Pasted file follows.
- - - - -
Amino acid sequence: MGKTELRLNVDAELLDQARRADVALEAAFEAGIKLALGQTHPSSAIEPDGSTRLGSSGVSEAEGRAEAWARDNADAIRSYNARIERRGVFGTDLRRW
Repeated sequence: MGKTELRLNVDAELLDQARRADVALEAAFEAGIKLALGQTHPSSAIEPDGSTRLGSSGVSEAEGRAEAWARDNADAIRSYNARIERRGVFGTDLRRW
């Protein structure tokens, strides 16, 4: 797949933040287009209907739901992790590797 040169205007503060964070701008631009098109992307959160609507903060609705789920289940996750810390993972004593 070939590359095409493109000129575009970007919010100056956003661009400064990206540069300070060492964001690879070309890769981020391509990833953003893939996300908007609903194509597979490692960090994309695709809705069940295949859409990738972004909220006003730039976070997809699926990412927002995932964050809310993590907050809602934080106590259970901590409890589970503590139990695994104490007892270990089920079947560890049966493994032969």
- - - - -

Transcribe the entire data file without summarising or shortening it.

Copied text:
Amino acid sequence: MGKTELRLNVDAELLDQARRADVALEAAFEAGIKLALGQTHPSSAIEPDGSTRLGSSGVSEAEGRAEAWARDNADAIRSYNARIERRGVFGTDLRRW
Repeated sequence: MGKTELRLNVDAELLDQARRADVALEAAFEAGIKLALGQTHPSSAIEPDGSTRLGSSGVSEAEGRAEAWARDNADAIRSYNARIERRGVFGTDLRRW
């Protein structure tokens, strides 16, 4: 797949933040287009209907739901992790590797 040169205007503060964070701008631009098109992307959160609507903060609705789920289940996750810390993972004593 070939590359095409493109000129575009970007919010100056956003661009400064990206540069300070060492964001690879070309890769981020391509990833953003893939996300908007609903194509597979490692960090994309695709809705069940295949859409990738972004909220006003730039976070997809699926990412927002995932964050809310993590907050809602934080106590259970901590409890589970503590139990695994104490007892270990089920079947560890049966493994032969």